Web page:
5 WAYS TO INCREASE VIRTUAL ENGAGEMENT IN REMOTE TEAMS
Wednesday 28 October 2020
As companies shift from physical to remote working, it is more important now than ever to keep our teams engaged. Follow these expert tips to encourage teamwork, professional development, and healthy habits to promote a positive team culture
Engaging remote teams requires a different set of knowledge and skills, and an approach that most team leaders are not accustomed to having never been faced with a situation like this before. The first step is to lead by example and demonstrate key principles of connectivity, organisation, solidarity, and work-life balance for the team to follow. Learn how top executives are rethinking engagement management during this period.
Keeping everyone’s attention alert is challenging in any meeting, but virtual platforms make the task even harder. Deloitte offers a series of best practices to keep people engaged online. First, choose the right format and technology to reach objectives. For example, consider MURAL or Retrium for brainstorming sessions and Conceptboard or Workplace for presentations. Second, allow plenty of openness for teams to collaborate and experiment. Third, keep meetings short and efficient, and remember to end them with a summary, actionable objectives, and allocate responsibilities.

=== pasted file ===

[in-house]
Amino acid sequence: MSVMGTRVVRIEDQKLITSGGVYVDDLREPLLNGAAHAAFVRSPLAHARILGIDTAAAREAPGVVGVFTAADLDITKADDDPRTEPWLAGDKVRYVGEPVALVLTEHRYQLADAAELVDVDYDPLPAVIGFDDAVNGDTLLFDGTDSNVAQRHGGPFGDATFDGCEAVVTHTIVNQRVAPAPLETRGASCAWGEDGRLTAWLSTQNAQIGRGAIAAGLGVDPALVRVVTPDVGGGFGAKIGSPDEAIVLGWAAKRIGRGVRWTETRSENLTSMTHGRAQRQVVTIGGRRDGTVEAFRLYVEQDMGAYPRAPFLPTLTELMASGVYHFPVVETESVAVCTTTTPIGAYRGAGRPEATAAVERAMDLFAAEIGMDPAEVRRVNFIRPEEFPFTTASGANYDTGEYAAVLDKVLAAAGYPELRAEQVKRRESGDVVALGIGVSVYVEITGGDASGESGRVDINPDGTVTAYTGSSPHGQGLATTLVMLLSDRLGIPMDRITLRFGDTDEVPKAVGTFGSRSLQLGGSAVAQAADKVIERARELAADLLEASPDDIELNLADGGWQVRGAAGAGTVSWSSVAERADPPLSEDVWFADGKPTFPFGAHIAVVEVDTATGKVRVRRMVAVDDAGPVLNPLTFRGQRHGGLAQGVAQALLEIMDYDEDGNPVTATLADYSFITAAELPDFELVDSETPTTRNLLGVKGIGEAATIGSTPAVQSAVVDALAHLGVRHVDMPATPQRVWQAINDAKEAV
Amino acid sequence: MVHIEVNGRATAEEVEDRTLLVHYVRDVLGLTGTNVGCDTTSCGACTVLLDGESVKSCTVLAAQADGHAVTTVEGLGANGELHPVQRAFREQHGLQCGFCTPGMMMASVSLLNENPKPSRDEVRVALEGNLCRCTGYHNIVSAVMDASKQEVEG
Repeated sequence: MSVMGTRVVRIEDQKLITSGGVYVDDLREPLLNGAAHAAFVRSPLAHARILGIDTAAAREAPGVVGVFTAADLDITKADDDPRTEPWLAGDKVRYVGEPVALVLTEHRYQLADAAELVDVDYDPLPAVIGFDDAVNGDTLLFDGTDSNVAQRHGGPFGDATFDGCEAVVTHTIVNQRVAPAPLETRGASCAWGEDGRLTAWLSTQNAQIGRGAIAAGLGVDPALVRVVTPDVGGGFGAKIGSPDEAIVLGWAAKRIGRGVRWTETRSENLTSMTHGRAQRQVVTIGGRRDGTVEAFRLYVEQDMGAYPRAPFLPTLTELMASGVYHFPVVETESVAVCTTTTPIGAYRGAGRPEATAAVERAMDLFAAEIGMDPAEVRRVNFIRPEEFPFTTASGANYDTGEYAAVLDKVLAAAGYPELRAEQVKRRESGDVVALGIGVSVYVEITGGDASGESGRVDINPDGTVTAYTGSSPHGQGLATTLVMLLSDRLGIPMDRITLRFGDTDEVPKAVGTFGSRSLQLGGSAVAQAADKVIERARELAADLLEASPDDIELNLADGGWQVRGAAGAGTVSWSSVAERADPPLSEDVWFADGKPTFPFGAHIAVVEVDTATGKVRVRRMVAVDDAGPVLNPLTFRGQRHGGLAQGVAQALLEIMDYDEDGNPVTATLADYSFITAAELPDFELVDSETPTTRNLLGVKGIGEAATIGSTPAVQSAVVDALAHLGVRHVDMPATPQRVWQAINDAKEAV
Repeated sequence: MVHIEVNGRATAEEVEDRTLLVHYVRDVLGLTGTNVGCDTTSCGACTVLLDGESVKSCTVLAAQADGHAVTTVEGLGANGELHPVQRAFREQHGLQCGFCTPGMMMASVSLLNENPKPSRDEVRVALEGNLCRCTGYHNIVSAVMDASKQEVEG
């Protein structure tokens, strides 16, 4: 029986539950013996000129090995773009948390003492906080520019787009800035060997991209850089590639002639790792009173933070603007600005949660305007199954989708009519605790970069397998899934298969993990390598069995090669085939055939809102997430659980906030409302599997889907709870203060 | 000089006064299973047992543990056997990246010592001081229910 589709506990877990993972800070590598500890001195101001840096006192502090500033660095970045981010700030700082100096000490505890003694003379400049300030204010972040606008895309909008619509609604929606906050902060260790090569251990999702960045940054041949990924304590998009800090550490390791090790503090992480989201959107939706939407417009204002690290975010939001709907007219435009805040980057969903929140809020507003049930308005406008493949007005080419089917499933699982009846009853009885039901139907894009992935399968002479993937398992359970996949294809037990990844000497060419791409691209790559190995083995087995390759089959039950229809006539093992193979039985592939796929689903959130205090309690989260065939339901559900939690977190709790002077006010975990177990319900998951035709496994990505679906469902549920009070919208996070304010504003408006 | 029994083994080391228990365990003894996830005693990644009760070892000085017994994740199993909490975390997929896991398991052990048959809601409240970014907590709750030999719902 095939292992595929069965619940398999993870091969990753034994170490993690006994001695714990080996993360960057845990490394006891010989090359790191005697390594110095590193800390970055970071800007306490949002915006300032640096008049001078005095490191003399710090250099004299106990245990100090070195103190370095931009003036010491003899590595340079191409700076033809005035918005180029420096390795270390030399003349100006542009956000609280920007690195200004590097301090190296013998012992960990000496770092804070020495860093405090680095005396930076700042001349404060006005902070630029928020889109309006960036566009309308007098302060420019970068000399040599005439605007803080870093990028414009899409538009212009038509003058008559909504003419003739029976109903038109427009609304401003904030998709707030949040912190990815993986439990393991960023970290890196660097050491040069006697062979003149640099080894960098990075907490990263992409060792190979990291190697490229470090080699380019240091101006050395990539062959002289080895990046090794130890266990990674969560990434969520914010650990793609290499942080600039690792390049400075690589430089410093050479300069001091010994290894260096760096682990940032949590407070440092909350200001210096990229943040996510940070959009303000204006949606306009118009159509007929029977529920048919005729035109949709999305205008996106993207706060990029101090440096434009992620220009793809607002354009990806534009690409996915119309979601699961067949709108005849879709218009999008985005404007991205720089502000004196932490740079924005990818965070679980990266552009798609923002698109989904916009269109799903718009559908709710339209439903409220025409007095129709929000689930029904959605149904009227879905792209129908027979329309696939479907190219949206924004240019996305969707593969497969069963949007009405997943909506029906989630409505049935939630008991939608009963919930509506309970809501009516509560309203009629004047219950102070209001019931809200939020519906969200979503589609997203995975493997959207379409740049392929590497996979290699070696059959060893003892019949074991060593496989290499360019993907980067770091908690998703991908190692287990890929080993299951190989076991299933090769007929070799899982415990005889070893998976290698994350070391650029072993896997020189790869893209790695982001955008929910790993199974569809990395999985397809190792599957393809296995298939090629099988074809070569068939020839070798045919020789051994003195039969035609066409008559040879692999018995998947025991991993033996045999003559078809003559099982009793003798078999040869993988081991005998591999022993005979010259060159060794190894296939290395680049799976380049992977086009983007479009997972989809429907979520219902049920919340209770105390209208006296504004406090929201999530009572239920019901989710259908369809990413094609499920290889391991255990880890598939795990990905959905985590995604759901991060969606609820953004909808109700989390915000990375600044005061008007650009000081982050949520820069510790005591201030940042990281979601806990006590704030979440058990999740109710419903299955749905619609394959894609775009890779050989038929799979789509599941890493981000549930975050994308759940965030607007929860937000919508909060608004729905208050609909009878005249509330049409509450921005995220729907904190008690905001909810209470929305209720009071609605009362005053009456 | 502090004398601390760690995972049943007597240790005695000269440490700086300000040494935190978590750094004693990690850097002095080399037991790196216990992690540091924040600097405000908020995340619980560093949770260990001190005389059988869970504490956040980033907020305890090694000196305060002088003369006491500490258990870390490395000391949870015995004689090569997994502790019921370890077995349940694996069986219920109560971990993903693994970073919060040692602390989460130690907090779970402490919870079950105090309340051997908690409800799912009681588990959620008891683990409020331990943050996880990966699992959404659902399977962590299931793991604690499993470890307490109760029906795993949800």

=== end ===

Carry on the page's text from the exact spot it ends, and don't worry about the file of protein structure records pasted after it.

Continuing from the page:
In remote teams, thoughtful communication helps facilitate trust – an essential component in promoting virtual engagement. Encourage team members to get to know one another through coffee or lunch dates using conferencing tools like Google Hangouts or Discord. Support fun information exchanges, where each team member shares their best productivity hacks, time management tools, or best work-from-home playlist to cultivate a community spirit and maintain some form of unity that is taken away when we are not all in the office together. Here is a compilation of the top team building activities categorised by fun, impact, and effort required.
Remote work presents fewer organic opportunities to discuss career growth within the company. Leaders should be aware of these limitations and be sure to schedule personal check-ins to answer questions, offer guidance, or listen to concerns. Even if a promotion is not possible, try to provide resources and constructive feedback to recognise employees’ desire to grow. Harvard Business Review offers a fantastic article on how to conduct performance reviews remotely.
When using engagement practices, it is important to know if the processes are working. Begin by defining what engagement means to you using metrics such as recognition in the workplace, relationship with leadership, team alignment, and work-life balance. Once defined, test the waters with pulse surveys, one-on-one meetings, anonymous feedback, and Employee Net Promoter Score (eNPS) metrics. Show your team that you take their feedback seriously and use it to improve engagement strategies.